In addition, there is the flagrant double standard we democrats employ when we argue from bad royals to bad royalty. If the bad behavior of aristocrats justifies the condemnation of the aristocracy, then why doesn't the bad behavior of democrats justify the condemnation of democracy? For every misbehavior of a prince, there are twelve democratic scandals. I'll give you three corrupt investment bankers, two elected lawmakers on the take, and one chief executive having an affair for one divorced duke.

G. K. Chesterton was not much enamored of aristocracy, being a self-described "democrat." But he knew that the way in which we moderns had eliminated aristocracy was misguided:

Thus in the old aristocratic days there existed this vast pictorial symbolism of all the colours and degrees of aristocracy. When the great trumpet of equality was blown, almost immediately afterwards was made one of the greatest blunders in the history of mankind. For all this pride and vivacity, all these towering symbols and flamboyant colours, should have been extended to mankind. The tobacconist should have had a crest, and the cheesemonger a war-cry. The grocer who sold margarine as butter should have felt that there was a stain on the escutcheon of the Higginses. Instead of doing this, the democrats made the appalling mistake—a mistake at the root of the whole modern malady—of decreasing the human magnificence of the past instead of increasing it. They did not say, as they should have done, to the common citizen, 'You are as good as the Duke of Norfolk,' but used that meaner democratic formula, 'The Duke of Norfolk is no better than you are.'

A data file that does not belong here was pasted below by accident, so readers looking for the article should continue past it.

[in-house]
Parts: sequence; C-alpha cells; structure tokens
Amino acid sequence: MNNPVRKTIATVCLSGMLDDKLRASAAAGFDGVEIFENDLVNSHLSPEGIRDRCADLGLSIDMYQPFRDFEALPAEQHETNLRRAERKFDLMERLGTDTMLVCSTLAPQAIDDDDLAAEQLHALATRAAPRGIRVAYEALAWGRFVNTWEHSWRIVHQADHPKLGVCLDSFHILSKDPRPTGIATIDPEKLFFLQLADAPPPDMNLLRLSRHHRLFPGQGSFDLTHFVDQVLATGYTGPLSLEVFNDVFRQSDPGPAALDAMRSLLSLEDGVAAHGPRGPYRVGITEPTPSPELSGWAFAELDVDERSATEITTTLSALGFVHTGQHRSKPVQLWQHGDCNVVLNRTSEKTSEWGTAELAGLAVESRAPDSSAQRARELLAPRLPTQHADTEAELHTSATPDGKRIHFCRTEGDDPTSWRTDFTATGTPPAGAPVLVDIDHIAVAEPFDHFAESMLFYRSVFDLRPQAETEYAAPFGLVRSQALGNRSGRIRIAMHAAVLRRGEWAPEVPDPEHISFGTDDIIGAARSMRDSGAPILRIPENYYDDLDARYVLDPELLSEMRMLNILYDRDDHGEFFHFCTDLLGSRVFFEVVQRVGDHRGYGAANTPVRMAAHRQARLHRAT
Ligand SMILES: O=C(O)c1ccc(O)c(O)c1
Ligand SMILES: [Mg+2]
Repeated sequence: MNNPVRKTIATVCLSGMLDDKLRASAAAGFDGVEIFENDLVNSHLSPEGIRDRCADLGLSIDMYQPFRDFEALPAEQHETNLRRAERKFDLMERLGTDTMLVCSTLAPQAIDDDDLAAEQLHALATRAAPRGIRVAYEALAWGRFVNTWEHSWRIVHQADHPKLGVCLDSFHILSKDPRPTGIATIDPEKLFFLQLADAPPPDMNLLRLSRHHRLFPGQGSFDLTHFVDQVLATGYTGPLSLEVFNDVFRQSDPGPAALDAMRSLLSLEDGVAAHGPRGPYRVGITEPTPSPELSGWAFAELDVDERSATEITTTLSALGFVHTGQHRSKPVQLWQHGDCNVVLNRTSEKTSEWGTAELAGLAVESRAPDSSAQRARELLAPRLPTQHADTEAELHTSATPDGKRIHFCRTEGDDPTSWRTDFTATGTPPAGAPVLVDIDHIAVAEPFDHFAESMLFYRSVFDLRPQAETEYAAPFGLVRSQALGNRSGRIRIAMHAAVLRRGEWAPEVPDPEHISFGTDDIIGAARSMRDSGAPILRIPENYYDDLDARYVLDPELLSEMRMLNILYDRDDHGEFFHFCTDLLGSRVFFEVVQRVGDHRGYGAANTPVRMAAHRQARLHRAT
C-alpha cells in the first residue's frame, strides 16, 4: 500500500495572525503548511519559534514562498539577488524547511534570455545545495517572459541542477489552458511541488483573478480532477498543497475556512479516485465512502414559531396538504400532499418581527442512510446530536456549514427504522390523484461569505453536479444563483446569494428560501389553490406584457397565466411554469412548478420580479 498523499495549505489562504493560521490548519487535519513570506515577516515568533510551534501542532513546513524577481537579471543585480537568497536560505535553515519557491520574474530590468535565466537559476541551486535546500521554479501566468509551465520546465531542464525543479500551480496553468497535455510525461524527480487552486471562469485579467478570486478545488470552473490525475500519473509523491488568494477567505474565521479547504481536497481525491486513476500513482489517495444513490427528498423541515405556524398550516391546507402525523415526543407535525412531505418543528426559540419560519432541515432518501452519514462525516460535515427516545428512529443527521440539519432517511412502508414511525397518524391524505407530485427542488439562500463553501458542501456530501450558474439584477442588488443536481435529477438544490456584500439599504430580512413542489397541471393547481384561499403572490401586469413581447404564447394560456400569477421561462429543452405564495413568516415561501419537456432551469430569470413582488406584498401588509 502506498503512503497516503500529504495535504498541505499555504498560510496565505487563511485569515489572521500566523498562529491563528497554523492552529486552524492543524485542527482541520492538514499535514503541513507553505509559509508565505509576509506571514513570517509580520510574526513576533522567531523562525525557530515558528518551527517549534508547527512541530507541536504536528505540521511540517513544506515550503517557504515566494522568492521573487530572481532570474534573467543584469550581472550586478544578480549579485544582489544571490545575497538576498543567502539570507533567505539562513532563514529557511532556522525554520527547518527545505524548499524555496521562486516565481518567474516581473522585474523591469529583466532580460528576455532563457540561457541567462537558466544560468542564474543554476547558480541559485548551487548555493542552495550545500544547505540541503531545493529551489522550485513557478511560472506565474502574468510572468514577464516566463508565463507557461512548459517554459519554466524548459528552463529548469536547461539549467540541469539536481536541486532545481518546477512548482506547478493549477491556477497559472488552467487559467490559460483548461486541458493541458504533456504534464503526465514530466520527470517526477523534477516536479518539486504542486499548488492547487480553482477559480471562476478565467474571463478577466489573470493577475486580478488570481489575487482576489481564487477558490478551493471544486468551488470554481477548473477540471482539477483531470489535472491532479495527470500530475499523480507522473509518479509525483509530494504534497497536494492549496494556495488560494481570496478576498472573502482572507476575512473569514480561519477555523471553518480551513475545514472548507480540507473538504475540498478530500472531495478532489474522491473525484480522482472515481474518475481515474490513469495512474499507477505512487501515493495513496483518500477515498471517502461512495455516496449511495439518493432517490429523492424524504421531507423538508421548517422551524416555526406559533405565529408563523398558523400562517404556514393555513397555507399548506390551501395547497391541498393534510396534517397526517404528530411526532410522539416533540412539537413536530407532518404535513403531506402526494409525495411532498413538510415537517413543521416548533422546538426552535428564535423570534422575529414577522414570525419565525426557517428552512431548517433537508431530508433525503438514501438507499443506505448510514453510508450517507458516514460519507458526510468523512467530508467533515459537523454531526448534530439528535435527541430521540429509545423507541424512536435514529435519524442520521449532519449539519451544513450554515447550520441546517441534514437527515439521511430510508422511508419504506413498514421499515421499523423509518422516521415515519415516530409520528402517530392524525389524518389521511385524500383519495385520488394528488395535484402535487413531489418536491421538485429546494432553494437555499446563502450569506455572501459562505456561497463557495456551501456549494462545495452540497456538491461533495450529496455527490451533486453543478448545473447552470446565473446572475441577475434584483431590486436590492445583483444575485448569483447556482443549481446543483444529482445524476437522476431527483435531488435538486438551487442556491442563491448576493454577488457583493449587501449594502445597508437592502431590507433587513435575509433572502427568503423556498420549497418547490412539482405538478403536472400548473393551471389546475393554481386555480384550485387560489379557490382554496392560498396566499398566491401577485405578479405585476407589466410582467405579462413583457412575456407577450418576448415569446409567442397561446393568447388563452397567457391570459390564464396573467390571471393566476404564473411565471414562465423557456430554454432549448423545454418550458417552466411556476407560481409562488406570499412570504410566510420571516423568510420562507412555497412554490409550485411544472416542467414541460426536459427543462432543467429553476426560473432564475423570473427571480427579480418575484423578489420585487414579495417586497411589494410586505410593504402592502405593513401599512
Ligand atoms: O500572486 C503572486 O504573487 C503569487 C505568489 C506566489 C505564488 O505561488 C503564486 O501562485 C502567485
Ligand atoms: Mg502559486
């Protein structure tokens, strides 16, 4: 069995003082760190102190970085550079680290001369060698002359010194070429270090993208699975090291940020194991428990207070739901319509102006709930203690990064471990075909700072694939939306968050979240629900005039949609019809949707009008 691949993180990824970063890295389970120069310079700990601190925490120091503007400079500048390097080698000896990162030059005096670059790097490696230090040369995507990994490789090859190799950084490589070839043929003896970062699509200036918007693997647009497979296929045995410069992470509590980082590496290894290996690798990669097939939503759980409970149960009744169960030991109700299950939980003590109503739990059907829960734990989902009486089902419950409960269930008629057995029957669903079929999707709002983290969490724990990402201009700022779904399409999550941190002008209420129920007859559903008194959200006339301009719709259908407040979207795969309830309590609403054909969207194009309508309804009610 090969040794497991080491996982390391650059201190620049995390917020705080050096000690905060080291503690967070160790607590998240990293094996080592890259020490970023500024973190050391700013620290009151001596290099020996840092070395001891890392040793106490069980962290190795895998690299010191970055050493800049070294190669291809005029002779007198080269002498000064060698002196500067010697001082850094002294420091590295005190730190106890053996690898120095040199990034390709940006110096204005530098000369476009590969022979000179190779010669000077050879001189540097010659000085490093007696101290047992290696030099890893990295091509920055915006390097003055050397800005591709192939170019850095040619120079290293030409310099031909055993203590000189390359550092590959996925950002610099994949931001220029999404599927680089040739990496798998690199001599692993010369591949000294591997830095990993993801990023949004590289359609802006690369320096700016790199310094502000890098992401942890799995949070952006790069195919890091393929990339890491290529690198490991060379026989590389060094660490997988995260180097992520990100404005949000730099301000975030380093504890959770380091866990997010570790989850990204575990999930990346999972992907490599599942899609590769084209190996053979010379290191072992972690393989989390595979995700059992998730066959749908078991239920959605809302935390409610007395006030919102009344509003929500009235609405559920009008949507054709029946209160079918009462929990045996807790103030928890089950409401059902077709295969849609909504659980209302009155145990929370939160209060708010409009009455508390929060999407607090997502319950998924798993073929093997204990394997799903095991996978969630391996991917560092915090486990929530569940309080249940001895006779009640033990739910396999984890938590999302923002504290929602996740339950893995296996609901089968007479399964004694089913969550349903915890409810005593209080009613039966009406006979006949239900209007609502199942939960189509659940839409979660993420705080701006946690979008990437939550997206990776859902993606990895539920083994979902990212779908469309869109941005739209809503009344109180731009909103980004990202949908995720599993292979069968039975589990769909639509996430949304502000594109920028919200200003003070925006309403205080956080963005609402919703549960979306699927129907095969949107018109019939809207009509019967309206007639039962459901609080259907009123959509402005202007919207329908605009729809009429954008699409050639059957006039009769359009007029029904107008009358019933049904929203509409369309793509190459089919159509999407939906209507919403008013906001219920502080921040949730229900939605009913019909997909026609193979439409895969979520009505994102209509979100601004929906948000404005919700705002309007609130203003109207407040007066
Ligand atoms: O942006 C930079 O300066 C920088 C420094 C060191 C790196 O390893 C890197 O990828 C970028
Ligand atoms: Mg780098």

The anti-aristocratic view has it that the nobility should be brought down to our level, rather than the rest of rising to the level of nobility. In making the king a common man we make it impossible to make every man a king. If we extinguish the nobility of nobility then we have struck no great blow for the good things of this world. And, in fact, in replacing the inherited monarchy with the aristocracy of wealth, celebrity, and power, eliminates royals to look up to, but leaves only tech barons, reality TV stars, and political demagogues.

And whenever you hear a liberal casting aspersions on aristocracy, search around on the internet and find a recording of their cooing and fawning over the Kennedy administration, an administration which, for years, they openly called "Camelot."